The workshop is open to all childcare providers and interested parents. There is a fee of $10 per person if registration is received by Oct. 17th ($15 per person after Oct. 17) to cover the cost of materials.

Participants in this workshop will learn about how children grow socially and emotionally from birth to eight years of age. Standards from the National Association for the Education of Young Children will be used to determine best practice for group care. Resources from the University of Missouri and nationally recognized authorities in the field of early childcare and education will also be shared with participants, according to Jinny Hopp, human development specialist, University of Missouri Outreach and Extension.

For more information, or to register, contact Hopp at (417) 358-2158 or via e-mail at

Just Jake Talkin'


Worked with a guy once that showed such a fear for snakes that coworkers would toss pieces of rope at him just to watch him yell and squirm.

They’d sneak a rubber snake into his lunch box and all try to be around when he opened it.

Even guys who had some sympathy couldn’t pass an occasional rattlin’ of a paper sack next to the guy just ta watch him jump. Ever’one would have a big laugh.

I got ta thinkin’ after a while the guy would catch on and at least try to ignore such pranks, but he would always give the anticipated reaction.

I have ta figure that at some point he started likin’ the attention and played up to the "snake hater" image a bit.

This is some fact, but mostly,

Just Jake Talkin’.



Carthage Printing Services

Weekly Column


By Amy Anderson

Skytop Lodge Is Poconos Gem

Skytop Lodge resort is located in the majestic Pocono Mountains of Pennsylvania, just 100 miles from both New York and Philadelphia. The resort is comprised of a picturesque grand lodge with 125 guestrooms and suites, an inn overlooking its 18-hole golf course and several more-private cottages located near the lodge. All this sits on 5,500 acres of pristine natural beauty, with 30 miles of hiking trails. It is quite a sight, and it offers quite an experience.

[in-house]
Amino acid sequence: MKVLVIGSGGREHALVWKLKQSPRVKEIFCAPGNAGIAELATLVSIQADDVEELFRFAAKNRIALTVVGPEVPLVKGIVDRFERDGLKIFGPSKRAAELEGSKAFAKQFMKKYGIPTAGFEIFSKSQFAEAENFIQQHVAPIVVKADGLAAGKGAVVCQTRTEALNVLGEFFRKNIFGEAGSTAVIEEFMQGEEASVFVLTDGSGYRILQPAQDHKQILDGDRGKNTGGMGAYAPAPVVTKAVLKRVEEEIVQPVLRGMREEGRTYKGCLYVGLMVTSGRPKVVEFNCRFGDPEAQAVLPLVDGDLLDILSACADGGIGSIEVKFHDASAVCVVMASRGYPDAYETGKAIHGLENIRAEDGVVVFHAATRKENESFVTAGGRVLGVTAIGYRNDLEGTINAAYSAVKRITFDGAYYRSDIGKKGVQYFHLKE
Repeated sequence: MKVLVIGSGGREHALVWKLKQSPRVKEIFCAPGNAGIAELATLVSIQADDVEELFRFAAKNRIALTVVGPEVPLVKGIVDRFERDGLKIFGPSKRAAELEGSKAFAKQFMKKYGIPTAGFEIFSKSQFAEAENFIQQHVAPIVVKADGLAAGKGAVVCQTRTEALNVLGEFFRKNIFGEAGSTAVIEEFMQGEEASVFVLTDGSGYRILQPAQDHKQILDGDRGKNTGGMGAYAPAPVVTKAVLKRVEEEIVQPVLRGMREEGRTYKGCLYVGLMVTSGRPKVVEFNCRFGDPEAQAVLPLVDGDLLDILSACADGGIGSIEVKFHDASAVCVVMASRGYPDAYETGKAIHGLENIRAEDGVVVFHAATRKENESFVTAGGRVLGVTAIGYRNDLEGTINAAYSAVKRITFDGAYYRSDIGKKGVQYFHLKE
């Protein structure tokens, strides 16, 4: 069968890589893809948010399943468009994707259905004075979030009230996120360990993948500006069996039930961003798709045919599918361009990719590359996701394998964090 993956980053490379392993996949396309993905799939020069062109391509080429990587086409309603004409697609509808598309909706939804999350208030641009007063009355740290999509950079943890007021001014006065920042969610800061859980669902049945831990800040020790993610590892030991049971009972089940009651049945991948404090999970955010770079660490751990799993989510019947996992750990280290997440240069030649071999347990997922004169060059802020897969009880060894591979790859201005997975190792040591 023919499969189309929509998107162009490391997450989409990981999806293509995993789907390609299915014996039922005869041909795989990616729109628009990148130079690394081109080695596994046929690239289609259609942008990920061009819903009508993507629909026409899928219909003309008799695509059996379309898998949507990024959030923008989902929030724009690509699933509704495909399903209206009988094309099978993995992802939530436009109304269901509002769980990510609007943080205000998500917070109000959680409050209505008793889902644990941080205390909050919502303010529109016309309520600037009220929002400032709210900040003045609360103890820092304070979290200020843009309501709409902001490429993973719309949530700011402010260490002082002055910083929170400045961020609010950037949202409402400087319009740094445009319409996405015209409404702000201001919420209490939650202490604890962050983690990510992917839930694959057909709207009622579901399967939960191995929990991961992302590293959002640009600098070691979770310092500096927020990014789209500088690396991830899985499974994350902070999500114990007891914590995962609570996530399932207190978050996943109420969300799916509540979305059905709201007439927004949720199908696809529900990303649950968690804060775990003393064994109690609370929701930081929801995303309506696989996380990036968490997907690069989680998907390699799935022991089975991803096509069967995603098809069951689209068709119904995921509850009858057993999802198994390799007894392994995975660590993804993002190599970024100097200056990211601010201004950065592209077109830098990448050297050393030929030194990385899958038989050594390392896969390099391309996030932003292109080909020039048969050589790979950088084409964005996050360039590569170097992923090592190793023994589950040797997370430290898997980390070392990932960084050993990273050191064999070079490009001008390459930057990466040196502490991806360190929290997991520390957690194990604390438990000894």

For those who have never experienced the quiet resort lifestyle, it can seem, well, dull. No city to bustle about, no list of sights to hurry to, just activities to enjoy or not enjoy and an all-inclusive environment in which to do so.

For starters, Skytop is no slouch when it comes to keeping its guests occupied. Lodgers (kids and adults alike) can choose among many included activities, such as archery, miniature golf, the many varied hiking trails, indoor or outdoor swimming — not to mention the whirlpool, ice skating, downhill or cross-country skiing and year-round Saturday picnics. Adults can enjoy the services of the spa, or get in a round of golf. More activities are available.

The events are kicked up a notch during November’s Edgar Allen Poe Weekends. The stone lodge makes a perfect backdrop for this creepy writer’s stories. And you and the kids can enjoy a Prince’s Ball, Poe’s Freakish Feasts, a Grand Magic Show and a very scary laughing contest.

The same exuberance is shown in December, when things turn magical for the Christmas season during the Charles Dickens Weekends. In a setting decorated with thousands of Christmas lights and ornaments, you can share your vacation with Dickens characters and sing carols around one of the 12 Christmas trees. Enjoy dinner with Mrs. Cratchit, a guest favorite.

Skytop room prices begin at $165 per night during the winter and include three daily meals, all well-prepared and delicious. To get more information about the resort, call 1-800-617-2389 or log on to